When I was a little girl, I befriended a little old lady who lived several houses down on our street. She was in her nineties and rarely left her house. I don't even remember how I met her now. I took to heart the lessons I learned in church and checked in on her from time to time. She was on Social Security and barely scraped by. She was very frail and could hardly walk to the end of her driveway and so the mailman came to her door. It was a small town and people did things like that. I remember the trouble she had lifting her arms to comb her long, silver-streaked gray hair. She had crocheted toilet paper roll covers that made her tissue into dolls with full skirts. Once, I "helped" her make pasta. I remember how she stood, her walker next to her and her table before her, and with slow deliberation, cut the layers of pasta.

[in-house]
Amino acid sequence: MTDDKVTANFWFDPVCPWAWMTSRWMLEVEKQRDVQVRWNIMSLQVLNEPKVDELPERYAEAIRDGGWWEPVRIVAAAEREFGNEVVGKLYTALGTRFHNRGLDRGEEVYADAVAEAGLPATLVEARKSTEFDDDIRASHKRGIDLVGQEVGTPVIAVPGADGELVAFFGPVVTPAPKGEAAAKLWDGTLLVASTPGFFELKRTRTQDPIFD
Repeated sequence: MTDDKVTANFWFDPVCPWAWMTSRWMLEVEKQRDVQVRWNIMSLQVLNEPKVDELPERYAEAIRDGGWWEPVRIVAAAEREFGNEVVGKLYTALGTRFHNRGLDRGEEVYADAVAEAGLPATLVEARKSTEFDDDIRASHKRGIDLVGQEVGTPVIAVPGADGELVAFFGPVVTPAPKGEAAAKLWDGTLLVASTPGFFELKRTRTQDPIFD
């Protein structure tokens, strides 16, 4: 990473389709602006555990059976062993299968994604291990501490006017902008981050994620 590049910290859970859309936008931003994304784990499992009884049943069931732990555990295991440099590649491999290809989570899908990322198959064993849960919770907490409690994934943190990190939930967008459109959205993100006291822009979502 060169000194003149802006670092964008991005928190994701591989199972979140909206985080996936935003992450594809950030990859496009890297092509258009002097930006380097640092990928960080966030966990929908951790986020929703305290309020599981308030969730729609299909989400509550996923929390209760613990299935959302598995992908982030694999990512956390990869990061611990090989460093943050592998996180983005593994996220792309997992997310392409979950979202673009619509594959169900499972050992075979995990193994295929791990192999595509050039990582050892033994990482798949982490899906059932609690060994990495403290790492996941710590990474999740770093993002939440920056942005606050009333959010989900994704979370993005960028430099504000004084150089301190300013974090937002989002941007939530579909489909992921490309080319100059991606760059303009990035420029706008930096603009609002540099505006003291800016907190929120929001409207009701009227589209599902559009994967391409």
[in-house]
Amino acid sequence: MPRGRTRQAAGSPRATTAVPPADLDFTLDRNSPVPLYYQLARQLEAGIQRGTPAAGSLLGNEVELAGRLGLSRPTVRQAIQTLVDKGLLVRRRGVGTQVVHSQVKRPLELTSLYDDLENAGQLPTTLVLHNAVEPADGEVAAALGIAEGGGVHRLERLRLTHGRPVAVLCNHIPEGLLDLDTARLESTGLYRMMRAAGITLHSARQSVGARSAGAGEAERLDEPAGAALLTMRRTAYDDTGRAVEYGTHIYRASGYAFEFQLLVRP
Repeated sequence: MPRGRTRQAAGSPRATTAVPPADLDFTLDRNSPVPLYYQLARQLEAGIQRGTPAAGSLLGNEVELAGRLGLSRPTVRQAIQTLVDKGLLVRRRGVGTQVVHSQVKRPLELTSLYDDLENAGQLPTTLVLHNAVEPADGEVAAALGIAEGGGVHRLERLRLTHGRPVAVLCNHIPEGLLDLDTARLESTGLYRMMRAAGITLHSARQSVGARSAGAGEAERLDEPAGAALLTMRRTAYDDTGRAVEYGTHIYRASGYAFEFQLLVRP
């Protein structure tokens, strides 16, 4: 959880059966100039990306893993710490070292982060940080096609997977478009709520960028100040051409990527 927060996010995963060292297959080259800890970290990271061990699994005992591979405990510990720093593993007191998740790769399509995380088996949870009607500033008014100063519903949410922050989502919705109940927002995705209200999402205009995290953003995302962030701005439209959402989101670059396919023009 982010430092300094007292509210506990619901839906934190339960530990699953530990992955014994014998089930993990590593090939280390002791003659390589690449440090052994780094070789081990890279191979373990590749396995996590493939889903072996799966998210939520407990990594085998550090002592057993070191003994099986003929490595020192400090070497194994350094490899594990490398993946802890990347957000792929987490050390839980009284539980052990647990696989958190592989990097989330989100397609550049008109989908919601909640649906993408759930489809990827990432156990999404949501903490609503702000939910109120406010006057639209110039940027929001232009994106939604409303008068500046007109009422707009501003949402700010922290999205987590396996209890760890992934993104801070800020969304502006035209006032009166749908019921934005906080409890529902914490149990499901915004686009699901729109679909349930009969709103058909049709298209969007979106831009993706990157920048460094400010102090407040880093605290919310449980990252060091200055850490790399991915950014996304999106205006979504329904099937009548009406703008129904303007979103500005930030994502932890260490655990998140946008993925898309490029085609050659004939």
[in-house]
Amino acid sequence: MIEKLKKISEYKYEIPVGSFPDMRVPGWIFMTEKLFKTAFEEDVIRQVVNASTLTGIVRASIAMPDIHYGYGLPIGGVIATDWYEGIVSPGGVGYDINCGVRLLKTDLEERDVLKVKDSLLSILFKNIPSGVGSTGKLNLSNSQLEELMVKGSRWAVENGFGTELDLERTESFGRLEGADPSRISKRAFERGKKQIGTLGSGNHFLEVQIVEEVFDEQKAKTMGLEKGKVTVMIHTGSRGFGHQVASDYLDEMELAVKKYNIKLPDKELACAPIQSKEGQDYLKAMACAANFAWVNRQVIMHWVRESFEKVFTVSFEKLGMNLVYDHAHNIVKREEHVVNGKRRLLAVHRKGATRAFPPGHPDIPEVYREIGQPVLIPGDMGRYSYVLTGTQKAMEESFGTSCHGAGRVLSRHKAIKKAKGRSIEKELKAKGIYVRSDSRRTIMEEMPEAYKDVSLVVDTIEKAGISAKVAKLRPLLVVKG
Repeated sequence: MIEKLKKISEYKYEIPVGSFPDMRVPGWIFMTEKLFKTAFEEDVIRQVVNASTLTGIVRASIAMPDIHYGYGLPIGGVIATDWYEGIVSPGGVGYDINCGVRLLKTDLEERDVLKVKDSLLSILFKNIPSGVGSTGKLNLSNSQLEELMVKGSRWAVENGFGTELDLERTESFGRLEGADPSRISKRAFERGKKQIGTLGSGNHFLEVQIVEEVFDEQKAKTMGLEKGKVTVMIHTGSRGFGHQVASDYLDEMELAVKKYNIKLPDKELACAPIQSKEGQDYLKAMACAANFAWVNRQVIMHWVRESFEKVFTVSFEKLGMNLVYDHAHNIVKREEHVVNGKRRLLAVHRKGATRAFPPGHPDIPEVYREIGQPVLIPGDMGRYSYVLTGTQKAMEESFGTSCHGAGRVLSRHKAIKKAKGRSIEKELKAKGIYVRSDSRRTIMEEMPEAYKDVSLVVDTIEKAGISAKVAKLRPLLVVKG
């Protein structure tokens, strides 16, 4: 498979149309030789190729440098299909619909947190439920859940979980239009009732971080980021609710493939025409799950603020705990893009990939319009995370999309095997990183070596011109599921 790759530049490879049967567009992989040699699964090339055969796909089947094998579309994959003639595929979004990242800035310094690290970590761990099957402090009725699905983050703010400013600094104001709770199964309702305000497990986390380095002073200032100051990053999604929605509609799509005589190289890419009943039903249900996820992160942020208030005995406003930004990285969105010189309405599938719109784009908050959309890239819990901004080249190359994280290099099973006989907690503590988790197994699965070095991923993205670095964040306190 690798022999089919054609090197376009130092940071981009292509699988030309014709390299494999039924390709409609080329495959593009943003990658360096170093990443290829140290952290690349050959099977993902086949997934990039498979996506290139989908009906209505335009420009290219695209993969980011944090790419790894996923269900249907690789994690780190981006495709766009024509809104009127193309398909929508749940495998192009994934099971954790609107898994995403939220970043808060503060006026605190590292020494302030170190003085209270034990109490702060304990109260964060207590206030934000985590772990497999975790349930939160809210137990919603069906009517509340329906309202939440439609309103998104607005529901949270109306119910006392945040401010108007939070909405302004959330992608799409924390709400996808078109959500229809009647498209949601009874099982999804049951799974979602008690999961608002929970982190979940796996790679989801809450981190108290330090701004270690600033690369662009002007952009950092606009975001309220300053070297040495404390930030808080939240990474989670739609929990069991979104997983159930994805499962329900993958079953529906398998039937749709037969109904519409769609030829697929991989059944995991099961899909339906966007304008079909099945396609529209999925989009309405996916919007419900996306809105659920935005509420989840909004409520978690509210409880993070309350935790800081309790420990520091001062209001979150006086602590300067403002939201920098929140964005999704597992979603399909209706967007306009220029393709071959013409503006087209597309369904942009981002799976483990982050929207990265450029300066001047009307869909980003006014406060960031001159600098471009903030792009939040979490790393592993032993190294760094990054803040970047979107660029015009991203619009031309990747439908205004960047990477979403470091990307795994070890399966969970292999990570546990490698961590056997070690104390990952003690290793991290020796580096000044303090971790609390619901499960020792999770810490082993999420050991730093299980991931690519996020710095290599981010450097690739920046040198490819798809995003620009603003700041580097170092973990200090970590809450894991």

I don't remember how it tasted or what else we did with it. Just the act of her impossibly small frame leaning over the table to cut it. I wanted desperately to help her. To make her less alone. To listen to the stories she surely had to tell. But mostly, I ended up watching soap operas and waiting for her to speak. I don't think I could ever make pasta from scratch again. If I did, it would surely be filled with salty tears and nostalgia for an old woman I never got to say goodbye to, who likely took her best stories to her grave.